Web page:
Working offline using git

I don’t have access to the internet at home right now. This is making me surprisingly productive, yet I have the need for source code management. Setting up a local Subversion server is not really an alternative, because I do not even have a network set up yet. I further want to easily exchange code between my workstation and my laptop using a humble USB stick, having a way of merging conflicting changes if necessary.

Remembering a talk of Torvalds (do watch it if you have the time, it’s quite entertaining), I thought that git might be just the tool for the job.

Luckily, I already had it installed on both machines, so all I had to do was to learn to use it. There’s great documentation in the form of man pages, so it wasn’t really a problem to learn about it offline. After a few minutes, I knew enough to get me started.

It works just great: You can turn any local directory into a git repository and work there, committing, reverting and branching all you like. If you want to work somewhere else, you clone the repository and then pull from it whenever it changes. For instance: I worked on my workstation, then pulled from this repository on the repository on my USB stick and finally pulled from the USB stick repository on my laptop. Whenever you pull changes, you are able to inspect the changes and merge selectively.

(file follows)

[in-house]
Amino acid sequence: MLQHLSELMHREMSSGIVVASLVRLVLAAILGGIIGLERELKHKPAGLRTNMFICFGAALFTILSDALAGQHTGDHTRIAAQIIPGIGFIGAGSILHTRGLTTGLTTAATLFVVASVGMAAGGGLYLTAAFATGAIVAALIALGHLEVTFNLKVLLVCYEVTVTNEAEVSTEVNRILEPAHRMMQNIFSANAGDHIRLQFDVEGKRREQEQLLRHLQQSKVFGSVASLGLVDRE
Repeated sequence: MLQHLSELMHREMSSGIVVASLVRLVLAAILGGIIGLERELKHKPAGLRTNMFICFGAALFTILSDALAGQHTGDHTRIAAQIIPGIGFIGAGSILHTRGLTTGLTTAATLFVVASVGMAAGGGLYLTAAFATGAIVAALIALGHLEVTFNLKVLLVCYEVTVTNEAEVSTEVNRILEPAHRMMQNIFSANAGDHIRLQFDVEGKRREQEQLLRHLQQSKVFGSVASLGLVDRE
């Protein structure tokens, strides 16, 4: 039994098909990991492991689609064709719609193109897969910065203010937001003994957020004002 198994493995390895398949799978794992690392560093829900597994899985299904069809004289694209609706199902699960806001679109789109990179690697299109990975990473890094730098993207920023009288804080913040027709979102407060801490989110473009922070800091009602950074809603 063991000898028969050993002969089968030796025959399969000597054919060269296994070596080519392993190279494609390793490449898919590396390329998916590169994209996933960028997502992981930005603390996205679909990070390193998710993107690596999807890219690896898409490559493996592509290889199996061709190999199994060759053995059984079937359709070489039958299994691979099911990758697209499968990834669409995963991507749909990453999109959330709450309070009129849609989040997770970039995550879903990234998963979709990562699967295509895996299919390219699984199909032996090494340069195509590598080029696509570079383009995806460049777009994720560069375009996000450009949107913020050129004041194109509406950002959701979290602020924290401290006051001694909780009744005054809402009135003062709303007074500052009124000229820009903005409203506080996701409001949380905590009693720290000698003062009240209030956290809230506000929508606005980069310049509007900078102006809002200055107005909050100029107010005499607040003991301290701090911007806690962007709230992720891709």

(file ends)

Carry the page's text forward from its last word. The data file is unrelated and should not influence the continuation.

I’m pretty determined to work on all of my projects using git in the future, probably using git-svn at first.

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